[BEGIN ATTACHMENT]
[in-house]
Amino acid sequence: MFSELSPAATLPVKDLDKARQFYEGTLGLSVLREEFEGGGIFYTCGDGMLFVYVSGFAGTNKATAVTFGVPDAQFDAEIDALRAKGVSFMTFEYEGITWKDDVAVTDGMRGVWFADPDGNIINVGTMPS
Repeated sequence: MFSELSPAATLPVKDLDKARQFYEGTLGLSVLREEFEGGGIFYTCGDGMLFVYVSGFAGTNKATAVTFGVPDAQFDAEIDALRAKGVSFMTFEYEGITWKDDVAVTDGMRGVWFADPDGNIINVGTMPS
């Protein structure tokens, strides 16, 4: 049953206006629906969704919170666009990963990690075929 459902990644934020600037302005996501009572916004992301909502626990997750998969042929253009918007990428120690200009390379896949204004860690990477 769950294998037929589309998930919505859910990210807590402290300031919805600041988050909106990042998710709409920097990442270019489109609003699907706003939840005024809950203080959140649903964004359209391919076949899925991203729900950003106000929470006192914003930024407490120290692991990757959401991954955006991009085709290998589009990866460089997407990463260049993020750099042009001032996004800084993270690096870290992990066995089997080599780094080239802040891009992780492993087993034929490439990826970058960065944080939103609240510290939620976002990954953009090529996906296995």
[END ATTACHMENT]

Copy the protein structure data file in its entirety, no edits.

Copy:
[in-house]
Amino acid sequence: MFSELSPAATLPVKDLDKARQFYEGTLGLSVLREEFEGGGIFYTCGDGMLFVYVSGFAGTNKATAVTFGVPDAQFDAEIDALRAKGVSFMTFEYEGITWKDDVAVTDGMRGVWFADPDGNIINVGTMPS
Repeated sequence: MFSELSPAATLPVKDLDKARQFYEGTLGLSVLREEFEGGGIFYTCGDGMLFVYVSGFAGTNKATAVTFGVPDAQFDAEIDALRAKGVSFMTFEYEGITWKDDVAVTDGMRGVWFADPDGNIINVGTMPS
């Protein structure tokens, strides 16, 4: 049953206006629906969704919170666009990963990690075929 459902990644934020600037302005996501009572916004992301909502626990997750998969042929253009918007990428120690200009390379896949204004860690990477 769950294998037929589309998930919505859910990210807590402290300031919805600041988050909106990042998710709409920097990442270019489109609003699907706003939840005024809950203080959140649903964004359209391919076949899925991203729900950003106000929470006192914003930024407490120290692991990757959401991954955006991009085709290998589009990866460089997407990463260049993020750099042009001032996004800084993270690096870290992990066995089997080599780094080239802040891009992780492993087993034929490439990826970058960065944080939103609240510290939620976002990954953009090529996906296995």